Competing duties: medical educators, underperforming students, and social accountability.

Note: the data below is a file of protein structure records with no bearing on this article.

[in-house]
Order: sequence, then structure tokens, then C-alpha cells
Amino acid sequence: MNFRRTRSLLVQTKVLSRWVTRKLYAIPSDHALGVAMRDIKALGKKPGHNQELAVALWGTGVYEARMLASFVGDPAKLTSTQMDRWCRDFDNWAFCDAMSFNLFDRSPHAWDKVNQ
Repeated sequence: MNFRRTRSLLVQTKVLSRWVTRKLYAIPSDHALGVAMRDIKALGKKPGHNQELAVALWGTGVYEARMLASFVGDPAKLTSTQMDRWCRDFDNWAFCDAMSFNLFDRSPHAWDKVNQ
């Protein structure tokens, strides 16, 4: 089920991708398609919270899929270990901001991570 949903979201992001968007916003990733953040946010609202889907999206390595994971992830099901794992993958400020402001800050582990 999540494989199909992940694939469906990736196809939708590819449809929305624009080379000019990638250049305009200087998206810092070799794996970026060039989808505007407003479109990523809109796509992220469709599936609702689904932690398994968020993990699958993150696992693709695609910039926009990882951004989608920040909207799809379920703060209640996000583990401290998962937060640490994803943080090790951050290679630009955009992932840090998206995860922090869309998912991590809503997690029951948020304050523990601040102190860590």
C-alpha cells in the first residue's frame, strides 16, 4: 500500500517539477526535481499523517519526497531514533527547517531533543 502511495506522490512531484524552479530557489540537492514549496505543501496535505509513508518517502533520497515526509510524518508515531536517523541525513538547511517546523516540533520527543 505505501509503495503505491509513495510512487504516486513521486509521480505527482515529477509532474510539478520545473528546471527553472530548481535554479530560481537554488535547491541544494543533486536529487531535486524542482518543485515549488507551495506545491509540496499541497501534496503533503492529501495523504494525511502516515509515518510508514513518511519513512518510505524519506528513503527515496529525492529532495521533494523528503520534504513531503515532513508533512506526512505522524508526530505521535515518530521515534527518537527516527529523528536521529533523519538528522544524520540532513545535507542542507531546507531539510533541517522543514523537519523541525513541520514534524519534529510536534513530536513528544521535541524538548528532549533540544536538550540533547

Over the last 80 years, a major goal of medical educators has been to improve the quality of applicants to medical school and, hence, the resulting doctors. To do this, academic standards have been progressively strengthened. The Medical College Admission Test (MCAT) in the United States and the undergraduate science grade point average (GPA) have long been correlated with success in medical school, and graduation rates have been close to 100 percent for many years. Recent studies have noted that some doctors having difficulties in practice were found to have had similar problems while in school. In this essay, we present a brief historical account of attitudes and approaches to admissions requirements, then discuss basic broad areas of accomplishment in clinical practice: academic mastery, clinical acumen, and professionalism. We then review data that suggest that lack of competency can often be detected very early in a student's career and may or may not be immune to remediation efforts. We end with a recommendation for a course of action that upholds and fulfills the profession's social responsibility. This will be a moral argument, defending an aggressive but equitable approach to maintaining both public accountability and trust.
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